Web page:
How California’s record wildfire season paved the way for catastrophic mudslides
The slurries can start with almost no warning after as little as a third of an inch of rain in just 30 minutes — especially on slopes scorched by fires. After fires blazed across more than half a million acres this fall in California’s worst fire season on record, it’s not hard to find burnt land.
Fire makes slopes more susceptible to mudslides for a few reasons, according to climate scientist Daniel Swain’s Weather West blog. For one thing, flames can strip hillsides of plants that would otherwise anchor the dirt in place. Extreme fires that burn through thick vegetation can also physically change the soil — leaving behind a layer of water-repellant dirt near the surface. That layer acts like a raincoat, slicking off water that can then form mudslides, according to the USGS California Water Science Center.
Plus, without plants to slow the rain before it reaches the dirt, the soil can’t absorb as much water — leaving more to race down hillsides as runoff. Imagine the soil as coffee grounds in a filter: if you pour your boiling water slowly, it will soak into the grounds and drip through into your cup. But if you dump your boiling water all at once, a watery, muddy slurry will overflow. That’s what’s happening on the bare slopes of Southern California right now.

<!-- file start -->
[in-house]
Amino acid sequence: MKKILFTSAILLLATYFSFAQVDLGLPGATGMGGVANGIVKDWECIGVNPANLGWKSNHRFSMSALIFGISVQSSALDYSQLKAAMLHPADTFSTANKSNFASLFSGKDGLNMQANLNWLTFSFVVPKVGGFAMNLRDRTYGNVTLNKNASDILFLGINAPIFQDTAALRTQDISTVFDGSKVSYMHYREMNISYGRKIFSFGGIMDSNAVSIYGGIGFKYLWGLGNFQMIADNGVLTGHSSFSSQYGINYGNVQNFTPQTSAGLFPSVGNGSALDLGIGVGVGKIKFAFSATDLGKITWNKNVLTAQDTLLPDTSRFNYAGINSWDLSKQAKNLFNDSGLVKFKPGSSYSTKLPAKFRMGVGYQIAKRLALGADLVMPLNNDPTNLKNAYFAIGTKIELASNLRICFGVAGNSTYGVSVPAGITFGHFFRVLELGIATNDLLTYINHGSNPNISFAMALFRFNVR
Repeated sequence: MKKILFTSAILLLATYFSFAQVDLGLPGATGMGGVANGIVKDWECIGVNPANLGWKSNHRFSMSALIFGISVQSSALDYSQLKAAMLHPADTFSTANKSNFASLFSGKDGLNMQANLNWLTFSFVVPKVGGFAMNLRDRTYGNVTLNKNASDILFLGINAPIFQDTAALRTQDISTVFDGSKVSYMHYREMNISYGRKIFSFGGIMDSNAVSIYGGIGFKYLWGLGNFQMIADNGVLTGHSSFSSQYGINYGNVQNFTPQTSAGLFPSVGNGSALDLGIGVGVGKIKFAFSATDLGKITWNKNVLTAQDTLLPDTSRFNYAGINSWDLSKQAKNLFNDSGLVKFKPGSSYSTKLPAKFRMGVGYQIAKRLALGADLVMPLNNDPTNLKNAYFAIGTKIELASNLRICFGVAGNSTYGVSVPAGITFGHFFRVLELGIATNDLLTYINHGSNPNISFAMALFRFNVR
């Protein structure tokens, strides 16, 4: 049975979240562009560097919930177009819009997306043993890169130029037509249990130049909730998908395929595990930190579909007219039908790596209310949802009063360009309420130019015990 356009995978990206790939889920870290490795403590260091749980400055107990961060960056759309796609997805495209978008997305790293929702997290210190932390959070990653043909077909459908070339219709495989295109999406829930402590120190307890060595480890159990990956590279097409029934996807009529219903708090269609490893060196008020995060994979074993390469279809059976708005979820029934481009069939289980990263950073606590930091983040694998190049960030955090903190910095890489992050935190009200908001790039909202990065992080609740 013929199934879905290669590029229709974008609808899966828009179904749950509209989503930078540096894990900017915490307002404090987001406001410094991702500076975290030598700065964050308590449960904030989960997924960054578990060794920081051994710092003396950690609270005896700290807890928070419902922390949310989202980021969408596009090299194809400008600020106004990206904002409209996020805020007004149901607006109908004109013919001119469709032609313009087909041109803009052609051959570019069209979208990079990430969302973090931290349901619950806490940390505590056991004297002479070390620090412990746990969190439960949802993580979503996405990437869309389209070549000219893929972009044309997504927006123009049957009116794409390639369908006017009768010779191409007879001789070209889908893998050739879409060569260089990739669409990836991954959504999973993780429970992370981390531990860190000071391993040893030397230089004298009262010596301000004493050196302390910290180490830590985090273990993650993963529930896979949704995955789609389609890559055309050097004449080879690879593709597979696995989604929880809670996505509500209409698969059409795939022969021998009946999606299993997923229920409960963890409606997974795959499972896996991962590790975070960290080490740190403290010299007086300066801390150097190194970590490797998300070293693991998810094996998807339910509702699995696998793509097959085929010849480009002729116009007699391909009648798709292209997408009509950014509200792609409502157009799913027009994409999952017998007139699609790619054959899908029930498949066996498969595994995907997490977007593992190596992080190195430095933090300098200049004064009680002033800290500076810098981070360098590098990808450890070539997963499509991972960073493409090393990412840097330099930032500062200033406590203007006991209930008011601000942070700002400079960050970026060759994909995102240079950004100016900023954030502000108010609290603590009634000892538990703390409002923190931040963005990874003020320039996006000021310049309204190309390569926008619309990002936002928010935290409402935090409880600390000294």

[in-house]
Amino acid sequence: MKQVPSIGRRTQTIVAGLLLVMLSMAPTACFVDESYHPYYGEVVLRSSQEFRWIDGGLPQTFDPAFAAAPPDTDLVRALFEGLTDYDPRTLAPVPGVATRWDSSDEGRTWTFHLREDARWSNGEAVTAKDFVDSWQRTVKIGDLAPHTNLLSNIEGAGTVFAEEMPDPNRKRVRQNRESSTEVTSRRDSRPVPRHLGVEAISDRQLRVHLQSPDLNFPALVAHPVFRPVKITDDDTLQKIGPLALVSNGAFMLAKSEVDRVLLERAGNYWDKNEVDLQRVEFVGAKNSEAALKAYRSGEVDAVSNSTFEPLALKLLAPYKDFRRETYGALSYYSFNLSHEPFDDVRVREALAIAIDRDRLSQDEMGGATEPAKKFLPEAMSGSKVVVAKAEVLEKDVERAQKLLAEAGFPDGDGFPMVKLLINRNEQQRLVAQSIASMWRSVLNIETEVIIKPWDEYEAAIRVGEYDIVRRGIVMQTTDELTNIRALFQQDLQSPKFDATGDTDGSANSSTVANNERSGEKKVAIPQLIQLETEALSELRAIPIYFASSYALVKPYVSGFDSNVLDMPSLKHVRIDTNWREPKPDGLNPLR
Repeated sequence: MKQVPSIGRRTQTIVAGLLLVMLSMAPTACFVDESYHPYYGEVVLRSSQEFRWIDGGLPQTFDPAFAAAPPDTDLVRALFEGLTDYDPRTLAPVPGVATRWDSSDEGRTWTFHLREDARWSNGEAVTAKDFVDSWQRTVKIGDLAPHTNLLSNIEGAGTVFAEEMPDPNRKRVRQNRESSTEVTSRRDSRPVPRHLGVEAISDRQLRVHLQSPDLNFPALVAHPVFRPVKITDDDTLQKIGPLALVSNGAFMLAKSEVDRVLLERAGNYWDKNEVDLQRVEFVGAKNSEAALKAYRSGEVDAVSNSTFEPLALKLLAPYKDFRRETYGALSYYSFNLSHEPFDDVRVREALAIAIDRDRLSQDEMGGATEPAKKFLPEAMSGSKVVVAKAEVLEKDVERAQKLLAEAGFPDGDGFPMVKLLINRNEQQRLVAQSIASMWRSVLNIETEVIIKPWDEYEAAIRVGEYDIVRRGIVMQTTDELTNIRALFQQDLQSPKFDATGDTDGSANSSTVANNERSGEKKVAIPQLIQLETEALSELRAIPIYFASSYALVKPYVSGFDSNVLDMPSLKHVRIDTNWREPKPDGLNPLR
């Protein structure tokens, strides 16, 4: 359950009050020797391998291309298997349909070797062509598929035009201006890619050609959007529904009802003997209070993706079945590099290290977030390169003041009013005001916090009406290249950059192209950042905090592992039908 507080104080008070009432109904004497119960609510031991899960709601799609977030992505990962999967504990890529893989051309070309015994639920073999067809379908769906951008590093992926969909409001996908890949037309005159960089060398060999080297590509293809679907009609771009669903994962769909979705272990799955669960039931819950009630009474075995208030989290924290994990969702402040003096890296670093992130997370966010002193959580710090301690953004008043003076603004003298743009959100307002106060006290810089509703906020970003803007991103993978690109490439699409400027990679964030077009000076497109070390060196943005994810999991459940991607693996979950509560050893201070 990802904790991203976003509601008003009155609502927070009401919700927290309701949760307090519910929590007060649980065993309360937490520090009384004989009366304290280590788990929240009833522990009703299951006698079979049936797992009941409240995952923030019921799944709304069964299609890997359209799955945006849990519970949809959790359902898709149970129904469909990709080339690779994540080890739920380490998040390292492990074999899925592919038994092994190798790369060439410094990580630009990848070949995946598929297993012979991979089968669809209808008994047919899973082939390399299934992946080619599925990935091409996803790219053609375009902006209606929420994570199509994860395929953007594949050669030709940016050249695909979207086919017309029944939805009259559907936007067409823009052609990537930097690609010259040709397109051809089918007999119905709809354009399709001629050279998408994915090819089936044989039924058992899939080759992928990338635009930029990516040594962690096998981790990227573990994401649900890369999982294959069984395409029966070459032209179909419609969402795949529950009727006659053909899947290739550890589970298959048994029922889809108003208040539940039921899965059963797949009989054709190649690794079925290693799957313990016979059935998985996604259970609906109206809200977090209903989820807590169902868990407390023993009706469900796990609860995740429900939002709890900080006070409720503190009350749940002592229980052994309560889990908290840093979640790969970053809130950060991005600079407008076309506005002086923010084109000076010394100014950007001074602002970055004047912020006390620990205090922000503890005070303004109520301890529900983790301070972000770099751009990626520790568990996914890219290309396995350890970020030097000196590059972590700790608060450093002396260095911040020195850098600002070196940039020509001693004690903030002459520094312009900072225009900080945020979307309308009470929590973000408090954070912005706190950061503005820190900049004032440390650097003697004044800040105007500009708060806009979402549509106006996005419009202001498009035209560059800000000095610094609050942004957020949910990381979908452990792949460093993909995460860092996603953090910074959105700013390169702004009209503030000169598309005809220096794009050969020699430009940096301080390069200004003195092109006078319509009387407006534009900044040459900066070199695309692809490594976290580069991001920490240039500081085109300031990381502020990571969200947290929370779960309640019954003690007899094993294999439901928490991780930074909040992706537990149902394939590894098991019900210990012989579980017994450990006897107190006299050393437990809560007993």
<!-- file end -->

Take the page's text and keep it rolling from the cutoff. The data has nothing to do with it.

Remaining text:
[W]hile the pattern of long dry spells and fires followed by floods and mudslides is familiar in the West, it could also be getting worse. “This situation that we’re seeing with the pronounced drought punctuated by wet conditions that are producing a lot of runoff — that is exactly what we are seeing intensify in the historical record,” Noah Diffenbaugh, a professor of Earth Sciences at Stanford University, told The Verge during California’s catastrophic deluge in February 2017. “And it’s exactly what climate models project for the future.”